Mimi Khalvati

Homa

She was an only child but like a sister.
Homa. The sort of person who could melt
your heart unless you hardened it against her.
‘I’ve got a slug, a slug!’ I’d yell and pelt

downhill, stuffing a dead leaf down her shirt.
Homa, so gullible, who never learned
how many hardened hearts there are to hurt
girls who love freely where love isn’t earned.
How her eyes shone! She chattered like a bird.

She tapped out rhythms, tunes for me to guess,
used tomboy nicknames, however absurd.

Homa, so easily reduced to tears
by slights or sins she’d happily confess,
who mothered me through all my heartless years.

 

Smiles

These little smiles that fill my eyes with tears
mean nothing really, signals between women
who pass each other on the street as strangers,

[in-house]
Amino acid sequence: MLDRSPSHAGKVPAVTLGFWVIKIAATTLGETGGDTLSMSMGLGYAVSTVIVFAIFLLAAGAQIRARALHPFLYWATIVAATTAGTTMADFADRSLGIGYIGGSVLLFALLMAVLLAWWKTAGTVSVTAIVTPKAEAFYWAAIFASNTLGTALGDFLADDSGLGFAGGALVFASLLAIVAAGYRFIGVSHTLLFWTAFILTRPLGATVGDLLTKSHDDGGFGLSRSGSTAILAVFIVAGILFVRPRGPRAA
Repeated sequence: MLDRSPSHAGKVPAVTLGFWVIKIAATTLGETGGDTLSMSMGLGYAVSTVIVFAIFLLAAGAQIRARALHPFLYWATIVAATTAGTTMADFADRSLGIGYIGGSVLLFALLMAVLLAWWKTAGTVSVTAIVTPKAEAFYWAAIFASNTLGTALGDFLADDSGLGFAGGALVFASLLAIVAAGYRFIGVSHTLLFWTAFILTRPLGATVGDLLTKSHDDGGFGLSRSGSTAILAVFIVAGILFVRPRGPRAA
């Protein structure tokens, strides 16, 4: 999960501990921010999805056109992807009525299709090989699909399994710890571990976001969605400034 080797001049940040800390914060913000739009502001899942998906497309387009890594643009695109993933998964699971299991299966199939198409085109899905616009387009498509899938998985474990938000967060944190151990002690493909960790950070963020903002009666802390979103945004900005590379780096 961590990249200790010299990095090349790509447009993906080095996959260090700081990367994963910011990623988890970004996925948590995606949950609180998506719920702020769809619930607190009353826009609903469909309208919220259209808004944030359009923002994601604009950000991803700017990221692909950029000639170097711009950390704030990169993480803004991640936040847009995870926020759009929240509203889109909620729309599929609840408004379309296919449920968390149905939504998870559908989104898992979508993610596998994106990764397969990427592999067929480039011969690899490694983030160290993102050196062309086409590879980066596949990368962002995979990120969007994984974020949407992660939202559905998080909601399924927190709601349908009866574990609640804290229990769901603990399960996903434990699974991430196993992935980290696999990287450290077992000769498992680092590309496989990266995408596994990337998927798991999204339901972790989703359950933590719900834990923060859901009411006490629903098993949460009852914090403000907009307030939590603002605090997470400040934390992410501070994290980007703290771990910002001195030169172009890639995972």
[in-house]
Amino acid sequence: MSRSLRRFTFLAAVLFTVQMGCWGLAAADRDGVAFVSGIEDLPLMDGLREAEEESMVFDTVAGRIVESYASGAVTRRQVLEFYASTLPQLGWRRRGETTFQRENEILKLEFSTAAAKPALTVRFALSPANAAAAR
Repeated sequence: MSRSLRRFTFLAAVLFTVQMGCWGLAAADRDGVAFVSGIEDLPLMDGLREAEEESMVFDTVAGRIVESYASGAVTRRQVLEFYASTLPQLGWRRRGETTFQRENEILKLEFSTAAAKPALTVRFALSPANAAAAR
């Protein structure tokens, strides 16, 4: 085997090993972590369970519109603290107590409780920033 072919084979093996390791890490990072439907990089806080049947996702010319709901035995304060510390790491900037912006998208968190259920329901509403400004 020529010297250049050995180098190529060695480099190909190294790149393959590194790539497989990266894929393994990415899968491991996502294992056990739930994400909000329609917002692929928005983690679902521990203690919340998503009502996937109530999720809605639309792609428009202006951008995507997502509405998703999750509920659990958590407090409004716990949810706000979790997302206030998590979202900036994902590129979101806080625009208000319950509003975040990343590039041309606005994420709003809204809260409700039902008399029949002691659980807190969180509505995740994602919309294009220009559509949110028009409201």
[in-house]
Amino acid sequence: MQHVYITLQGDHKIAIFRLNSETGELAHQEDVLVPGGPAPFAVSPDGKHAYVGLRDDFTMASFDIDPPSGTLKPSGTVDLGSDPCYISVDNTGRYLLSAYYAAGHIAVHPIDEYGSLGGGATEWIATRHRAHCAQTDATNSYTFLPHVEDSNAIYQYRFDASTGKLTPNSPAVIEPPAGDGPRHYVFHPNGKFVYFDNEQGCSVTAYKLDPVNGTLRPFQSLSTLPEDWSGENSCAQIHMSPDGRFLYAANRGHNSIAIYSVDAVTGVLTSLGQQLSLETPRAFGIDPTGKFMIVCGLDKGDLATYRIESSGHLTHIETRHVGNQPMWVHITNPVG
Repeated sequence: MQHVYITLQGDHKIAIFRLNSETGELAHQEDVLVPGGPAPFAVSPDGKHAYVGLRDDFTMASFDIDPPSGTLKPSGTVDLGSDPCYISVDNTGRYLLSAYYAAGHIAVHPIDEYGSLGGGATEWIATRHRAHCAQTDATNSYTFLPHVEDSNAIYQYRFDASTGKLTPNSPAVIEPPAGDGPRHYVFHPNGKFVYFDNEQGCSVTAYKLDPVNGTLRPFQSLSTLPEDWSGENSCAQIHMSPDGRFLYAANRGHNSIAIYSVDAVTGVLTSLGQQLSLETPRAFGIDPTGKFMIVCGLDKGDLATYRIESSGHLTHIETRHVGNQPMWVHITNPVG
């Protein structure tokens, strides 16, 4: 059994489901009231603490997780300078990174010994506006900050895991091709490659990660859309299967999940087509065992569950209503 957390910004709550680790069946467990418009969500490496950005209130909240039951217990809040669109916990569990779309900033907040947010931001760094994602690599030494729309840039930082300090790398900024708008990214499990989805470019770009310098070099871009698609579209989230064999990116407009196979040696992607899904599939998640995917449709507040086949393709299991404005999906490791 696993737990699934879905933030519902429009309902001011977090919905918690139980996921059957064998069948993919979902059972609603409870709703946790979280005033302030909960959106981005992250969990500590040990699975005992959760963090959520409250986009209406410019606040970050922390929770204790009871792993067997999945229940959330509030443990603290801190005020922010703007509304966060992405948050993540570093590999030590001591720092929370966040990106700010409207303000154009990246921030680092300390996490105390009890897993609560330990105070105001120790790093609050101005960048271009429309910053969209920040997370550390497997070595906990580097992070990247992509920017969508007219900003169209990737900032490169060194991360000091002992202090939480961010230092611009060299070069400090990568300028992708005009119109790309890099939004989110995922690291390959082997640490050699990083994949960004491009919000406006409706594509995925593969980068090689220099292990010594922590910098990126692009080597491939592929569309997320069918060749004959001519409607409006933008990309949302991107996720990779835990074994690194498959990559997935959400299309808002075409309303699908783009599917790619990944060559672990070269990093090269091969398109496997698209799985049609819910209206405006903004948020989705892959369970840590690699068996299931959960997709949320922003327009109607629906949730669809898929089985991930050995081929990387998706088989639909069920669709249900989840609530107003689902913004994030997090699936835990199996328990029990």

as casual friends whose names are now forgotten

or local friends who stop to say hello
at bus stops, coughing little coughs like Lily,
Chinese Lily from Rouge, her shop, but also
English Lily who used to welcome me

by name and I’d respond in rhyme, whose sweet
presence stood at odds with her black Goth gear.
She’s gone to art school now and down the street

Bake Street café isn’t the same without her.
Why tears though? I don’t know – the loneliness
of women’s lives, perhaps, that smiles express.

Mimi Khalvati has published eight collections with Carcanet Press, including Child: New & Selected Poems, a Poetry Book Society Special Commendation, and The Meanest Flower, shortlisted for the TS Eliot Prize. She has received a Cholmondeley Award, a major Arts Council Writer’s Award and is a Fellow of the Royal Society of Literature. Her most recent collection, The Weather Wheel was a Poetry Book Society Recommend- ation and book of the year in The Independent.